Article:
By: Brookings Health System
The December activity calendar for The Neighborhoods at Brookview is filled with Bible studies and worship services at the Chapel, music time in the Great Room, and of course, Friday afternoon bingo.
But there are two magical days this December that nursing home residents and staff alike look forward to: Dec. 5 and 6, the days of the Resident Christmas Store.
On those two days, the nursing home’s Great Room will transform into a holiday shopping experience that embodies the maxim, “Tis better to give than to receive.” That’s because the Resident Christmas Store provides donated items residents may choose from free-of-cost to give as presents to their loved ones.
“People don’t forget it. It’s meaningful what we’re trying to do,” said Activities Coordinator Amanda Uecker. She and Activities Assistant Jessie Kuechenmeister lead organizing the annual event. Staff, volunteers, resident families and community members all come together to create an experience for the residents that expresses the true meaning of the season.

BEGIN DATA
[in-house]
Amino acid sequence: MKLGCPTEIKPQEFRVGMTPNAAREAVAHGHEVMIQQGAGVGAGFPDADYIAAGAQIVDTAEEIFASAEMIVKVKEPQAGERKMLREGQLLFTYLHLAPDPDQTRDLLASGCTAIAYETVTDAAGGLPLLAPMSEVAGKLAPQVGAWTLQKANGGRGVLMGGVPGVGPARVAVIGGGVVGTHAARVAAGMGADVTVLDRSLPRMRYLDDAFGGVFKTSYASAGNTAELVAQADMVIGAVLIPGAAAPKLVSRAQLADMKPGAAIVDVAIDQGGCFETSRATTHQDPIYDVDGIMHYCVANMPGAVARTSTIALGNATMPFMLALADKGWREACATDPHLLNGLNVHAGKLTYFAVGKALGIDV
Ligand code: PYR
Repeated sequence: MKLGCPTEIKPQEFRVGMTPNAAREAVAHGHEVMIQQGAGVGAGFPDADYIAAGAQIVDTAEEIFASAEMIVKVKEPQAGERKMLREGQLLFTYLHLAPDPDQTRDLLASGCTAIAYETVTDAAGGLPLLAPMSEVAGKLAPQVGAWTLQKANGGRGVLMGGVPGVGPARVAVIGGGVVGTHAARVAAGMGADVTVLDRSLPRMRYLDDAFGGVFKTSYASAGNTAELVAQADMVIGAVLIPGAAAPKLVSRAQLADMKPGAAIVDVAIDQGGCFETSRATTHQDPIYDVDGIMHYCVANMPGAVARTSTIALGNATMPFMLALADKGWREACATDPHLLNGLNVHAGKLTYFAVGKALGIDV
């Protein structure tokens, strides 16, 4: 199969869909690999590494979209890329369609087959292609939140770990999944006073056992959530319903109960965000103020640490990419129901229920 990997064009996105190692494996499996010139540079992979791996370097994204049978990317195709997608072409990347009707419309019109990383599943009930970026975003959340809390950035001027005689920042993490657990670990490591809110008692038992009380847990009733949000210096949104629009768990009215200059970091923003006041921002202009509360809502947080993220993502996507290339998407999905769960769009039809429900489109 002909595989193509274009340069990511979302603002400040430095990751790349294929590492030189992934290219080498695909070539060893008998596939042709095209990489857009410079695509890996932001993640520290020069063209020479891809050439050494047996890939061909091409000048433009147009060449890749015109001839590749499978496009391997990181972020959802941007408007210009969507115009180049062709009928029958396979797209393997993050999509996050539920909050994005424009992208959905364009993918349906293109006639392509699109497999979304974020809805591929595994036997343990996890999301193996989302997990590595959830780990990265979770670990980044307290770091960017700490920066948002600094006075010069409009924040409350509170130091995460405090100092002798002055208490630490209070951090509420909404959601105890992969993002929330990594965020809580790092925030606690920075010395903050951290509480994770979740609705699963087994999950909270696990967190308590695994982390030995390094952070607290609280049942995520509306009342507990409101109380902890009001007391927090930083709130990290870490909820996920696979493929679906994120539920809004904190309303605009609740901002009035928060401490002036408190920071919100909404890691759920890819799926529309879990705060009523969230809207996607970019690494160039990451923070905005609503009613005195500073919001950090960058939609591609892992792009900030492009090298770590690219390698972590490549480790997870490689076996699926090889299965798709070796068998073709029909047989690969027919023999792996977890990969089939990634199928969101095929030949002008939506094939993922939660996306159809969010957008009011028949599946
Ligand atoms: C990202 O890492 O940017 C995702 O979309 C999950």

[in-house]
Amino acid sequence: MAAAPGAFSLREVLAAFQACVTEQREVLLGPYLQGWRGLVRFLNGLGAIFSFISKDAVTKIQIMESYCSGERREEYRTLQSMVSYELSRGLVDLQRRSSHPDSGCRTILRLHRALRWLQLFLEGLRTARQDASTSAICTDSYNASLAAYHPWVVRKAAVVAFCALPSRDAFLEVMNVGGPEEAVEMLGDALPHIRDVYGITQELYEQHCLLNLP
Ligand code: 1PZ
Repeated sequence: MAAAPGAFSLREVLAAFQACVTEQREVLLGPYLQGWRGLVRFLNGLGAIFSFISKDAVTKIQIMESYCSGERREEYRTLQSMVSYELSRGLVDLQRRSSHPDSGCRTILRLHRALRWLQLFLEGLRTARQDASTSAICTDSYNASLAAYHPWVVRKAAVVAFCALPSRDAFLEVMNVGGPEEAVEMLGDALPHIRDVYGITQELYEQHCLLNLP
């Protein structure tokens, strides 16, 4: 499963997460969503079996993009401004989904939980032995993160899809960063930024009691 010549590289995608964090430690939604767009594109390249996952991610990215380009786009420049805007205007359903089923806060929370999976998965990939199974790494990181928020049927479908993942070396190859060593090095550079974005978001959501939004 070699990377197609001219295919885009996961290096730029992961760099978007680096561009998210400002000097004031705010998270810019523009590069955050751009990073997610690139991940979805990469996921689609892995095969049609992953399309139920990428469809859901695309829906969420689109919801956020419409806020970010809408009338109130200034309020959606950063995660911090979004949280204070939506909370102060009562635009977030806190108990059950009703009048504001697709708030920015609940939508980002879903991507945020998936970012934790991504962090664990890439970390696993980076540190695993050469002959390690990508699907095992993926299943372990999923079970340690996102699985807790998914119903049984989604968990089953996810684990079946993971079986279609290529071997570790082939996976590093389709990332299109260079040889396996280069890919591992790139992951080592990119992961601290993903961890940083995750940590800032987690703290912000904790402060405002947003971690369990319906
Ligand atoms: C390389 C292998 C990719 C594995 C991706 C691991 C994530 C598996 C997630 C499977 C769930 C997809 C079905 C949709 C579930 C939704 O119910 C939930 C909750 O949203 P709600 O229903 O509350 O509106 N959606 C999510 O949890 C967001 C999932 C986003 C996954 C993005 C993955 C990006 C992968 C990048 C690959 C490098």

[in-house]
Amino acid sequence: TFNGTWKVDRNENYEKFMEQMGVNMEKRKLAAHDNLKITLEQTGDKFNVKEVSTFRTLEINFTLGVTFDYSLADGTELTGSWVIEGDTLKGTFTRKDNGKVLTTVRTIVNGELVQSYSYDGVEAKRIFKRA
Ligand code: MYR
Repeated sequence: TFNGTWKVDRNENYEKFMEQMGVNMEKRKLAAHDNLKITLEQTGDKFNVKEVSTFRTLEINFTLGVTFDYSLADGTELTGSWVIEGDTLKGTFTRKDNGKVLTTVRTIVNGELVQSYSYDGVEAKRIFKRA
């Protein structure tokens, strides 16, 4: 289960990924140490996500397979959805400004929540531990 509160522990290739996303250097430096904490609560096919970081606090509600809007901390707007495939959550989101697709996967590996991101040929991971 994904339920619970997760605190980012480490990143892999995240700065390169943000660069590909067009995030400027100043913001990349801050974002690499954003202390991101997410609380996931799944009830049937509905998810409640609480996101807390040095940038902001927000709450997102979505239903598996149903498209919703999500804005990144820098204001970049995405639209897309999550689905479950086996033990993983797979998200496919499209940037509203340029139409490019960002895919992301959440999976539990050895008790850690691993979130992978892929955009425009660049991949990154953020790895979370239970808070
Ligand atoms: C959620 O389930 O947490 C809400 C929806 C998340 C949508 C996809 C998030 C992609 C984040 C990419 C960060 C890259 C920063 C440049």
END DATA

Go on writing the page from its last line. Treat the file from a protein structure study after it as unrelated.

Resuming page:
Helping residents give
The Resident Christmas Store started seven years ago because the team noticed how anxious some residents became about holiday gift giving. Many residents had too limited of an income to buy presents for their loved ones or were unable to travel to stores. The activities team’s solution: bring free holiday shopping to the residents.
“I think it was just simply knowing that some residents don’t have any money or if they do, it’s $60 for an entire month, and what can $60 buy?” said Uecker about why The Neighborhoods started the program. “This way, residents can celebrate Christmas without worrying about money. They can get someone a gift without worrying about how to get to a store.”
The first year started small. Nursing home team members and other staff from Brookings Health System gave gently used or new items. Residents were allowed to shop and pick one item they could give to a loved one. The event has grown so now residents are guaranteed to shop for at least two gifts the first day. The second day, those residents who have more than two people they want to give to are allowed to go back and make additional gift selections.